It has been increasingly recognised that classroom discourse plays an important social role as a semiotic mediator of knowledge construction with respect to curriculum content. The assumption is that through active verbal engagement with a topic of interest, students are enabled to master the modes of language use associated with schooling - the various genres and registers specific to the different school subjects. In this conceptual position paper, we examine how appropriate these assumptions are in the case of school-aged English as additional language (EAL) learners who are learning English as the language of instruction. In the first part, we will make the case for the importance of dialogue in learning, both first and second languages and the need for an inquiry orientation to the curriculum in order to promote dialogic interaction. In the second part, drawing on examples from our research, we will present three instantiations of dialogic inquiry involving EAL learners in elementary and intermediate grades and discuss issues concerning dialogic inquiry and second language learning.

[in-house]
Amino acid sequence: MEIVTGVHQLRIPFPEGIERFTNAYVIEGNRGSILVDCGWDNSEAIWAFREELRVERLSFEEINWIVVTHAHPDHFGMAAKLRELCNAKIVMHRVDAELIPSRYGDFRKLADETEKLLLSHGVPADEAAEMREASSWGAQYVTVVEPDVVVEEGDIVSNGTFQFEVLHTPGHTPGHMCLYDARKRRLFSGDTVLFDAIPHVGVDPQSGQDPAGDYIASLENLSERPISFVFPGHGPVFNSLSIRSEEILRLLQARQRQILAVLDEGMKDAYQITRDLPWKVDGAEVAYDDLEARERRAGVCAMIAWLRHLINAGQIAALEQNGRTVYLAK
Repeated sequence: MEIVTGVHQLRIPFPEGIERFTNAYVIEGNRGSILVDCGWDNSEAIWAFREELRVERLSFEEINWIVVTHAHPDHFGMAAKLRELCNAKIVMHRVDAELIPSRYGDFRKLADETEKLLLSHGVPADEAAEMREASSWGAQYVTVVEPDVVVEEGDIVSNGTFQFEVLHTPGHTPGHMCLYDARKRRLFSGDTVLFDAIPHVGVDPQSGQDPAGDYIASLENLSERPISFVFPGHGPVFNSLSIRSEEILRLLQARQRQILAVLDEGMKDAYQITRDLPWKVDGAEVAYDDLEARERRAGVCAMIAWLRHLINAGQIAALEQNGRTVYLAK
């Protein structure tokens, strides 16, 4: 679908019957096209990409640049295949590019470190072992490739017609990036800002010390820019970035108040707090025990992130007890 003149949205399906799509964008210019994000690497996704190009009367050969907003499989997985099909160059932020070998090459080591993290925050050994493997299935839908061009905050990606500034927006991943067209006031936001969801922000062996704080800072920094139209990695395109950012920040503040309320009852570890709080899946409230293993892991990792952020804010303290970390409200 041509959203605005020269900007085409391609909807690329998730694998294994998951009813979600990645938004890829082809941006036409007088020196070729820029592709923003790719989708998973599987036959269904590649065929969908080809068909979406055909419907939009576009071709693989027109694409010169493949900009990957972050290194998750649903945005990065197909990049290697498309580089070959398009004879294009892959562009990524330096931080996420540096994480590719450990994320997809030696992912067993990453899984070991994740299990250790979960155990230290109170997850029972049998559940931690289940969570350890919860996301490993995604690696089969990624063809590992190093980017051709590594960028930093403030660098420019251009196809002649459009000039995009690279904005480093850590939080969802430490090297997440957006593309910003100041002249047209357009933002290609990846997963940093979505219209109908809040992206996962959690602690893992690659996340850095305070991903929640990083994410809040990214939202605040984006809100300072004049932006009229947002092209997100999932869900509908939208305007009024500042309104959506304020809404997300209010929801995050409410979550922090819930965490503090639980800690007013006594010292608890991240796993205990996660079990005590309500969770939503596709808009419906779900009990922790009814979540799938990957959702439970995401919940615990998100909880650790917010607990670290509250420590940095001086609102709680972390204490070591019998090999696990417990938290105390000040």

All Science Journal Classification (ASJC) codes
- Language and Linguistics
- Linguistics and Language